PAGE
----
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What are the social impact indicators that your fashion business should measure? Discover what a SLCA is

Wondering about the social impact indicators your fashion business should measure? Explore Social Life Cycle Assessment (SLCA) to reshape your approach to sustainability.

What are the social impact indicators that your fashion business should measure? Discover what a SLCA is

A lot is said about the environmental impact of the fashion industry, but focusing only on sustainability from an environmental perspective is to limit to one part of the story. At BCome, we advocate for a holistic view of sustainability, so we have developed the first Social Life Cycle Assessment (SLCA) methodology for your fashion business to assess the social risks associated with its activities. In this article, we invite you to discover what SLCA is and what impact indicators your fashion business should measure.

We must not forget that the fashion industry has a strong human dimension. Despite technological advancements, behind every phase of a garment’s life cycle are the hands of many people. Furthermore, the global decentralization of the textile sector brings numerous social risks related to human rights, health and safety, and working conditions, which can be challenging to identify and manage.

Moreover, throughout the value chain of a textile article, multiple harmful chemical substances are used and emitted. As a result, the majority of toxicity and cancer risks fall on textile workers who come into direct contact with these substances. Likewise, chemicals released into rivers can harm nearby populations and contaminate drinking water, and the substances in fabrics that come into contact with the skin can jeopardize those who use them.

As if that weren’t enough, the fashion industry is plagued by unfavorable working conditions, such as long working hours and low wages, in addition to the abusive behaviors to which workers are exposed, including sexual harassment. The cultivation of raw materials and textile manufacturing receive significant media coverage due to unfair working conditions, cases of modern slavery, and child labor.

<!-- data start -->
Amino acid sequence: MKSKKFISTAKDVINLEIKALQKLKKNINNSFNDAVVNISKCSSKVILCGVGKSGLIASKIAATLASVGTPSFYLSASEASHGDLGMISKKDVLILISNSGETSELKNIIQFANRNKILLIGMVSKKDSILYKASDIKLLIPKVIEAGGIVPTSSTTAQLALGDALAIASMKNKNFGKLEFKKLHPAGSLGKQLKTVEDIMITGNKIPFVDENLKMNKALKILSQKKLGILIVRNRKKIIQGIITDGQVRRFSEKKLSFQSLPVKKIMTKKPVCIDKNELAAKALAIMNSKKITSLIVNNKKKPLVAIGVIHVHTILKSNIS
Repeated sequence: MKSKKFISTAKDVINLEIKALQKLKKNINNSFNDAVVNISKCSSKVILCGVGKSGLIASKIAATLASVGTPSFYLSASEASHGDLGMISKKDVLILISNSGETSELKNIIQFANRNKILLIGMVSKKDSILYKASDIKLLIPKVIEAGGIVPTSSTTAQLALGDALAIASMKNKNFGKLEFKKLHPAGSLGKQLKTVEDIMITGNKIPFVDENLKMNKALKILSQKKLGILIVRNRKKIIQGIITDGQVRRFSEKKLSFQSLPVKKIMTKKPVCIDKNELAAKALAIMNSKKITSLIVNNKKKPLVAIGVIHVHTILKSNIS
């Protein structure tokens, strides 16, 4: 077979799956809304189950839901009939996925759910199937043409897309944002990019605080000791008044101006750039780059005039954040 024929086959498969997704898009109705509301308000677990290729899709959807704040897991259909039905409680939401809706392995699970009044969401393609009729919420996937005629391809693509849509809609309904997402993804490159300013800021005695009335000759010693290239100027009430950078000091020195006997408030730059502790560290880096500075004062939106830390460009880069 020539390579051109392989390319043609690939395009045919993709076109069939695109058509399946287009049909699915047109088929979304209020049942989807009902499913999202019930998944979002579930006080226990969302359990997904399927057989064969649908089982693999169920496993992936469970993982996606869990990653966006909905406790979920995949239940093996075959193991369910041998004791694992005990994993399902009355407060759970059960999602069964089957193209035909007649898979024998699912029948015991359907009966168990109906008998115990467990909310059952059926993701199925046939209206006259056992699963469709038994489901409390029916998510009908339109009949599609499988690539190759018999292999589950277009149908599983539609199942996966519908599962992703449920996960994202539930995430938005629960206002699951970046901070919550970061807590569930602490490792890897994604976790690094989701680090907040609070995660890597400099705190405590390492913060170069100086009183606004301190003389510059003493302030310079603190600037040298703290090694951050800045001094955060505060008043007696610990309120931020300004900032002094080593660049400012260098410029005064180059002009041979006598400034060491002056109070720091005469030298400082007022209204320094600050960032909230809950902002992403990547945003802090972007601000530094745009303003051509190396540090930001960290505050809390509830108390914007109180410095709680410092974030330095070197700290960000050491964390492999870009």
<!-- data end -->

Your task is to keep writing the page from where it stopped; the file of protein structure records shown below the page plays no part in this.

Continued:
At BCome, we advocate for a comprehensive approach to sustainability, where addressing the social dimension of fashion is essential to achieve balance in the system. Therefore, we have developed the first Social Life Cycle Assessment (SLCA) methodology in the textile industry. It serves as a solid foundation for assessing social risks, specifically designed for fashion items, aiming to provide a broad understanding of the potential social risks associated with supply chains in the fashion product industry.

What is a Social Life Cycle Assessment and why is it important in fashion?

A Social Life Cycle Assessment (SLCA) is a technique for assessing the social and socioeconomic impacts throughout the life cycle of a product. It is a methodology defined by the UNEP/SETAC guidelines (2020), largely based on the framework of the Environmental Life Cycle Assessment according to ISO 14040/14044 standards.

This analysis considers the impact from the perspective of different stakeholders, defining social impacts as the consequences resulting from pressures exerted on social indicators, such as the well-being of stakeholder groups. The SLCA is relevant to your business because it allows you to:

  • Identify critical points by quantifying and qualifying the potential social performance or related repercussions to promote sustainable consumption.
  • Explore potential improvement initiatives throughout the life cycle and promote the development of sustainable products.
  • Inform the public about the social performance or effects of the product.

BCome simplifies data collection using the PSILCA database, which is based on a multiregional database covering the global economy by industrial sectors. For this reason, BCome’s methodology is based on the cost sheet of each garment. In addition to costs, item and material weights, types of finishes, origins, compositions, transport used, and packaging allow linking primary data to the background system.

What are the social impact indicators to measure in fashion?

To establish the indicators to measure in the social impact methodology, at BCome, we have considered which stakeholder groups are affected by a company’s activity. In this way, BCome’s SLCA methodology assesses the effects from two stakeholder perspectives using a diverse set of indicators from the PSILCA database:

Social impact indicators related to workers

Considering workers as individuals employed directly by a company within the value chain with a formal contract, the following indicators have been defined to measure the social impact on this group of stakeholders: